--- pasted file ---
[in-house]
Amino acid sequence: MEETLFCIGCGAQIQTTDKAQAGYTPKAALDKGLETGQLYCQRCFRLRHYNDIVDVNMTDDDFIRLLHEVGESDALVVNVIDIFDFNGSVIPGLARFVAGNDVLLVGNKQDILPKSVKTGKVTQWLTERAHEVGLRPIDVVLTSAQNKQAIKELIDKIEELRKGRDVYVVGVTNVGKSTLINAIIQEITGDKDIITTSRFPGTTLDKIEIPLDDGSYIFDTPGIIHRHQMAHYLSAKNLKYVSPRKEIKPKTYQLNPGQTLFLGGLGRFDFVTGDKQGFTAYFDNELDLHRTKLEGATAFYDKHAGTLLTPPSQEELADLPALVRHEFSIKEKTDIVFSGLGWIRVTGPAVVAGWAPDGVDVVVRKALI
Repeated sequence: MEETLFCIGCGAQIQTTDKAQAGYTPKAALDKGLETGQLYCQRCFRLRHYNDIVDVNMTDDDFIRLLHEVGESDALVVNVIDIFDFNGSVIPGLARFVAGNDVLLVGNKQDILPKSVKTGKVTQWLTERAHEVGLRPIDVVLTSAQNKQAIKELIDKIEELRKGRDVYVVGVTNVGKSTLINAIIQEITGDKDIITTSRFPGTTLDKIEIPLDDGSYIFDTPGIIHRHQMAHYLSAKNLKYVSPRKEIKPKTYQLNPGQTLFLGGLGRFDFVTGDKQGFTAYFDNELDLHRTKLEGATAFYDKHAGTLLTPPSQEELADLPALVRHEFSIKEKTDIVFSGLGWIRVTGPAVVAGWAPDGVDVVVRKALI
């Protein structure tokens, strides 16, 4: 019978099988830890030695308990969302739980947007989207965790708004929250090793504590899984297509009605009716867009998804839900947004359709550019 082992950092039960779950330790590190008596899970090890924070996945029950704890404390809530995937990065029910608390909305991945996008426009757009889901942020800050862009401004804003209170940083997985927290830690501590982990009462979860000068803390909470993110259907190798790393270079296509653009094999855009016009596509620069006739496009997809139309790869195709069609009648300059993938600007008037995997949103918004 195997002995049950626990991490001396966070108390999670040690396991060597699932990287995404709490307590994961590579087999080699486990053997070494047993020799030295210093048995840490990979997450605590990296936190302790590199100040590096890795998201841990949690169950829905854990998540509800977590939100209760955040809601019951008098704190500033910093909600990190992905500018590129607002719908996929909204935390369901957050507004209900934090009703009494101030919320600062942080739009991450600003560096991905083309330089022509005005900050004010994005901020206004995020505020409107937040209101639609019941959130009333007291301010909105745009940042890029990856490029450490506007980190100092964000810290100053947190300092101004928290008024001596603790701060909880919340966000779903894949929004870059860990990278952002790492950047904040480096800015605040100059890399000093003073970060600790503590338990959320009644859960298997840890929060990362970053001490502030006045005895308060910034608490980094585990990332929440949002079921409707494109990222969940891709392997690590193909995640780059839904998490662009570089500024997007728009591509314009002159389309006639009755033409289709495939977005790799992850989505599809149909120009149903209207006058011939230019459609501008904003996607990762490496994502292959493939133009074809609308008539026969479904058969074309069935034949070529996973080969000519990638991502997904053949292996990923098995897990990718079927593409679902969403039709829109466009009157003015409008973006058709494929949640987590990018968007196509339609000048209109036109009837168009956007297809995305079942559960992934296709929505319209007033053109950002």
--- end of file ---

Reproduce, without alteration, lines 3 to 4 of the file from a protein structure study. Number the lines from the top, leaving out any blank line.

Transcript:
Repeated sequence: MEETLFCIGCGAQIQTTDKAQAGYTPKAALDKGLETGQLYCQRCFRLRHYNDIVDVNMTDDDFIRLLHEVGESDALVVNVIDIFDFNGSVIPGLARFVAGNDVLLVGNKQDILPKSVKTGKVTQWLTERAHEVGLRPIDVVLTSAQNKQAIKELIDKIEELRKGRDVYVVGVTNVGKSTLINAIIQEITGDKDIITTSRFPGTTLDKIEIPLDDGSYIFDTPGIIHRHQMAHYLSAKNLKYVSPRKEIKPKTYQLNPGQTLFLGGLGRFDFVTGDKQGFTAYFDNELDLHRTKLEGATAFYDKHAGTLLTPPSQEELADLPALVRHEFSIKEKTDIVFSGLGWIRVTGPAVVAGWAPDGVDVVVRKALI
């Protein structure tokens, strides 16, 4: 019978099988830890030695308990969302739980947007989207965790708004929250090793504590899984297509009605009716867009998804839900947004359709550019 082992950092039960779950330790590190008596899970090890924070996945029950704890404390809530995937990065029910608390909305991945996008426009757009889901942020800050862009401004804003209170940083997985927290830690501590982990009462979860000068803390909470993110259907190798790393270079296509653009094999855009016009596509620069006739496009997809139309790869195709069609009648300059993938600007008037995997949103918004 195997002995049950626990991490001396966070108390999670040690396991060597699932990287995404709490307590994961590579087999080699486990053997070494047993020799030295210093048995840490990979997450605590990296936190302790590199100040590096890795998201841990949690169950829905854990998540509800977590939100209760955040809601019951008098704190500033910093909600990190992905500018590129607002719908996929909204935390369901957050507004209900934090009703009494101030919320600062942080739009991450600003560096991905083309330089022509005005900050004010994005901020206004995020505020409107937040209101639609019941959130009333007291301010909105745009940042890029990856490029450490506007980190100092964000810290100053947190300092101004928290008024001596603790701060909880919340966000779903894949929004870059860990990278952002790492950047904040480096800015605040100059890399000093003073970060600790503590338990959320009644859960298997840890929060990362970053001490502030006045005895308060910034608490980094585990990332929440949002079921409707494109990222969940891709392997690590193909995640780059839904998490662009570089500024997007728009591509314009002159389309006639009755033409289709495939977005790799992850989505599809149909120009149903209207006058011939230019459609501008904003996607990762490496994502292959493939133009074809609308008539026969479904058969074309069935034949070529996973080969000519990638991502997904053949292996990923098995897990990718079927593409679902969403039709829109466009009157003015409008973006058709494929949640987590990018968007196509339609000048209109036109009837168009956007297809995305079942559960992934296709929505319209007033053109950002």